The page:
Regulators took a series of enforcement actions against banks last month in connection with management oversight, capital adequacy and other matters.
Banks in six states have agreed to take steps to boost capital, revamp policies and detail financial plans, according to a string of orders the Federal Deposit Insurance Corp. released Friday.
The $119 million-asset Village Bank in Saint George, Utah, has agreed to maintain a Tier 1 leverage ratio of at least 9% and to lower its level of classified loans to less than 61% of assets. The bank also agreed to ensure that at least one quarter of its board is composed of directors who have no ties to management as part of a series of steps to tighten its operations and bolster its balance sheet.
Community First Bank in Walhalla, S.C., pledged to maintain Tier 1 capital of at least 8% of total assets and total risk-based capital of at least 10% of risk-weighted assets. The $463 million-asset bank also agreed to hire a consultant to report to the bank on how to attract and retain qualified management, to adopt a system for reviewing and assessing loans, and to notify regulators if assets grow 10% or more in a year.
The $160 million-asset Central Bank in Savannah, Tenn., agreed to achieve a Tier 1 capital ratio of at least 8%, Tier 1 risk-based capital ratio of at least 10% and a total risk-based capital ratio of at least 12%. The bank also agreed to establish a committee of the bank’s board to identify and review problem loans as part of a series of steps to tighten lending and strengthen its portfolio.
Town & Country Bank in Bardstown, Ky., promised to boost Tier 1 capital to at least 9% of assets and total risk-based capital ratio to at least 12%. The $284 million-asset bank also agreed to avoid increasing loans by more than 2% during any consecutive quarter without permission from regulators and to refrain from increasing total loans by more than 8% annually.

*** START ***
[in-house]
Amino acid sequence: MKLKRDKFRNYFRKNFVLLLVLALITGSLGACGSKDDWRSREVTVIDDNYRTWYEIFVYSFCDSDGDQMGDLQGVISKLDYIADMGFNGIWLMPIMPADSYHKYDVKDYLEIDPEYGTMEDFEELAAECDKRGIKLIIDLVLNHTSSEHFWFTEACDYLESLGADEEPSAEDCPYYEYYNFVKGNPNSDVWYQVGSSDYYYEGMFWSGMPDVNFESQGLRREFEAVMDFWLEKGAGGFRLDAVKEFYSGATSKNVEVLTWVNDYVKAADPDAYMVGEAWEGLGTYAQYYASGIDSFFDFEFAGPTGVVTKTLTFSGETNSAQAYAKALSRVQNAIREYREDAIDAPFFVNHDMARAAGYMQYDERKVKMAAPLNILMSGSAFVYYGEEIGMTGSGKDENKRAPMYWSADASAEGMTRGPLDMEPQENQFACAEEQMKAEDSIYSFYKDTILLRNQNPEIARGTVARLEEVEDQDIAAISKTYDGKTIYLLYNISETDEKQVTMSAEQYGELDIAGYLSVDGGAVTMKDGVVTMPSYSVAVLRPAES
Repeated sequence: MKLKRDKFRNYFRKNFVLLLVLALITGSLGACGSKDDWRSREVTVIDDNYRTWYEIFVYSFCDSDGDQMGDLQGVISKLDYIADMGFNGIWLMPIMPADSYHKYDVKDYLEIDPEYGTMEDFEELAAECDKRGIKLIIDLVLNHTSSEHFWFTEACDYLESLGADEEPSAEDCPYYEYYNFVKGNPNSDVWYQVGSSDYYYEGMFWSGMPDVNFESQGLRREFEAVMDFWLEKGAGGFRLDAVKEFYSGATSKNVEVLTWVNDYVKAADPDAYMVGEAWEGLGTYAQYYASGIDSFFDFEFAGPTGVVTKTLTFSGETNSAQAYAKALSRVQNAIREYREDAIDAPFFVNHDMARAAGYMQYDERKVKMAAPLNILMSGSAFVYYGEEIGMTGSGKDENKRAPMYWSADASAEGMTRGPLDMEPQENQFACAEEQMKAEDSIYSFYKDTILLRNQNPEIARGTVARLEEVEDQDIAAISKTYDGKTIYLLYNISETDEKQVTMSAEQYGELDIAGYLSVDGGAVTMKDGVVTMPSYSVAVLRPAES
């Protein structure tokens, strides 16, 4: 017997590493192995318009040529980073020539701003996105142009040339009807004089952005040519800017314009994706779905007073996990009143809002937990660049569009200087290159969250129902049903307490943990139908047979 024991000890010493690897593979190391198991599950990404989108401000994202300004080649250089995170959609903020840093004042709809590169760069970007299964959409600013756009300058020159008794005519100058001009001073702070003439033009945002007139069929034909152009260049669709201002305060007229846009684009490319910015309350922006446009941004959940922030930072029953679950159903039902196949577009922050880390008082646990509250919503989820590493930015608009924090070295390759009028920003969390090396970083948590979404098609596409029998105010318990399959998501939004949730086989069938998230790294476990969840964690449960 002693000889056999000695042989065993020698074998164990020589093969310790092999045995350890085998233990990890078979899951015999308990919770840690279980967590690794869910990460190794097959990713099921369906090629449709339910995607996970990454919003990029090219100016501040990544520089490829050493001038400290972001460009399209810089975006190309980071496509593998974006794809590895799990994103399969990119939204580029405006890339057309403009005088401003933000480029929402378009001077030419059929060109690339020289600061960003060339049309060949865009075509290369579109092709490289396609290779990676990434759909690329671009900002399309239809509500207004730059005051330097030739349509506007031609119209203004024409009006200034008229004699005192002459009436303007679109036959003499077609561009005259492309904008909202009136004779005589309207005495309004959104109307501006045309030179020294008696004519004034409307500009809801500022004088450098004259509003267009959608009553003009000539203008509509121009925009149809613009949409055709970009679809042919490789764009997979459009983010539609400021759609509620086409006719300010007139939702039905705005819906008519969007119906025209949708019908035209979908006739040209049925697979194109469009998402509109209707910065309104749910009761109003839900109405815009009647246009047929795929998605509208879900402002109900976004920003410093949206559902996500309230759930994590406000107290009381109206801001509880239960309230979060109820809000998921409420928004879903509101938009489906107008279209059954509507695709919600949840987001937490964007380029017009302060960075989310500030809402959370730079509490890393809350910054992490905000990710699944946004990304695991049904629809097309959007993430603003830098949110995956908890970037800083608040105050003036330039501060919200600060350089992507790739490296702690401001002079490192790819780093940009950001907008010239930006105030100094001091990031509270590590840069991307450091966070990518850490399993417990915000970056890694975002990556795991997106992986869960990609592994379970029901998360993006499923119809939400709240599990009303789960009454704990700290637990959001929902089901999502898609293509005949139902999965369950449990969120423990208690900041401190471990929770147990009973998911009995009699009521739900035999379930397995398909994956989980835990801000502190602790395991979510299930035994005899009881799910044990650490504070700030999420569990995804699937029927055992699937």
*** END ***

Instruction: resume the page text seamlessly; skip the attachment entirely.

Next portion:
The $99 million-asset Mountain Valley Bank in Dunlap, Tenn., has pledged to lift its Tier 1 leverage ratio to at least 8.5%, its Tier 1 risk-based capital ratio to at least 11% and its total risk-based capital ratio to at least 13%. The bank also promised, among other steps, to detail in writing plans to reduce loans in excess of $100,000 that regulators have flagged as substandard, and to address risk from fluctuations in interest rates.
The Bank of Washington in Missouri has consented to maintain a Tier 1 leverage ratio of at least 8% and a total risk-based capital ratio of at least 11%. The $853.1 million-asset bank also has agreed to hire a consultant to report on the bank’s management needs, to replenish its allowance for loan and lease losses and to correct items flagged by regulators as special weaknesses.
U.S. Metro Bank in Garden Grove, Calif., promised to maintain Tier 1 capital of at least 10% and total risk-based capital of at least 12%, to detail in writing plans to repay funds from the Troubled Asset Relief Program, and to review and revise policies that govern lending.
The FDIC also terminated actions against Border State Bank in Greenbush, Mont.; Southern Community Bank and Trust in Winston-Salem, N.C.; Stoneham Savings Bank in Massachusetts; Waterstone Bank in Wauwatosa, Wis.; Farmers & Merchants Bank in Lakeland, Ga.; Paragon Bank in Wells, Minn.; First Midwest Bank in Centerville, S.D.; Evabank in Eva, Ala.; Grabill Bank in Fort Wayne, Ind.; Peoples State Bank in Madison Lake, Minn. and Lone Summit Bank in Lake Lotawana, Mo.